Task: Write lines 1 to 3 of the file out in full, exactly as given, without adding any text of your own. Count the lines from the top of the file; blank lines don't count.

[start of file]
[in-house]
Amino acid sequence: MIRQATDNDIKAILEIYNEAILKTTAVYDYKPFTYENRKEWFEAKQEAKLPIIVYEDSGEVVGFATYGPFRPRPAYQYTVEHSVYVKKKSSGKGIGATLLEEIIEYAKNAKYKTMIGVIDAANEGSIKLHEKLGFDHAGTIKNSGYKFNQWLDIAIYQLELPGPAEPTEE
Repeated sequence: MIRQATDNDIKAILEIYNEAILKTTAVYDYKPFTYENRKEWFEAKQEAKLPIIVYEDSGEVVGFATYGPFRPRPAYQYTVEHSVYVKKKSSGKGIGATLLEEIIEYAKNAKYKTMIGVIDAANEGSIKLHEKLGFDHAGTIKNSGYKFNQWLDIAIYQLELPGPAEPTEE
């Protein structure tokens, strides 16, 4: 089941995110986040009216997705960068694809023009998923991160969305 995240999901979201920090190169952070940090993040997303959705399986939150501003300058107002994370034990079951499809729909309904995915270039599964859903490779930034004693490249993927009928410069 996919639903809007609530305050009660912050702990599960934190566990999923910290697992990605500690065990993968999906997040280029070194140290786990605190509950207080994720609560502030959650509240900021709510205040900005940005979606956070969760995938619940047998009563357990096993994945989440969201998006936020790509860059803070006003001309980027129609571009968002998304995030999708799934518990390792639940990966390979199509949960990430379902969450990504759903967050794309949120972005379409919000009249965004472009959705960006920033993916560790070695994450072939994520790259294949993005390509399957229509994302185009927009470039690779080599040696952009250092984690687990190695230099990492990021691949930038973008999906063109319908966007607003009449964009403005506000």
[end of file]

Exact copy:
[in-house]
Amino acid sequence: MIRQATDNDIKAILEIYNEAILKTTAVYDYKPFTYENRKEWFEAKQEAKLPIIVYEDSGEVVGFATYGPFRPRPAYQYTVEHSVYVKKKSSGKGIGATLLEEIIEYAKNAKYKTMIGVIDAANEGSIKLHEKLGFDHAGTIKNSGYKFNQWLDIAIYQLELPGPAEPTEE
Repeated sequence: MIRQATDNDIKAILEIYNEAILKTTAVYDYKPFTYENRKEWFEAKQEAKLPIIVYEDSGEVVGFATYGPFRPRPAYQYTVEHSVYVKKKSSGKGIGATLLEEIIEYAKNAKYKTMIGVIDAANEGSIKLHEKLGFDHAGTIKNSGYKFNQWLDIAIYQLELPGPAEPTEE